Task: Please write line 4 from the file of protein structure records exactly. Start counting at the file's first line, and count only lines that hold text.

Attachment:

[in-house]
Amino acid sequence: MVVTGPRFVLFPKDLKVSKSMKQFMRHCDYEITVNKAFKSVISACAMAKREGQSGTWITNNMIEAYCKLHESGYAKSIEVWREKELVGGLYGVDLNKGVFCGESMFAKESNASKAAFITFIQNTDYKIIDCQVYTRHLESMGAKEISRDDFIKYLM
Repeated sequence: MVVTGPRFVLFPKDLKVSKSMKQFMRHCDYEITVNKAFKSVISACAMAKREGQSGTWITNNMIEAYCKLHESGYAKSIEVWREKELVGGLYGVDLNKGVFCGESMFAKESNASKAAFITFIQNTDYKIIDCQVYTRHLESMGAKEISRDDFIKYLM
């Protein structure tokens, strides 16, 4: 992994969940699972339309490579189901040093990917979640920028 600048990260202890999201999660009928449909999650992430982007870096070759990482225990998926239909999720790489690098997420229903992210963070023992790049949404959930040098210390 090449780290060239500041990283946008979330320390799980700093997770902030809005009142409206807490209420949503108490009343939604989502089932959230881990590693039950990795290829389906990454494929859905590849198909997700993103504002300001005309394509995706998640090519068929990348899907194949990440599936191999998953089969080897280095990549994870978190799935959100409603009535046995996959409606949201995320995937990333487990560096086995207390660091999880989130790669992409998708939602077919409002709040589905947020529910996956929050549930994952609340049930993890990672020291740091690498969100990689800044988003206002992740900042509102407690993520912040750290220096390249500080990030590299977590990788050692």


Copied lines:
């Protein structure tokens, strides 16, 4: 992994969940699972339309490579189901040093990917979640920028 600048990260202890999201999660009928449909999650992430982007870096070759990482225990998926239909999720790489690098997420229903992210963070023992790049949404959930040098210390 090449780290060239500041990283946008979330320390799980700093997770902030809005009142409206807490209420949503108490009343939604989502089932959230881990590693039950990795290829389906990454494929859905590849198909997700993103504002300001005309394509995706998640090519068929990348899907194949990440599936191999998953089969080897280095990549994870978190799935959100409603009535046995996959409606949201995320995937990333487990560096086995207390660091999880989130790669992409998708939602077919409002709040589905947020529910996956929050549930994952609340049930993890990672020291740091690498969100990689800044988003206002992740900042509102407690993520912040750290220096390249500080990030590299977590990788050692």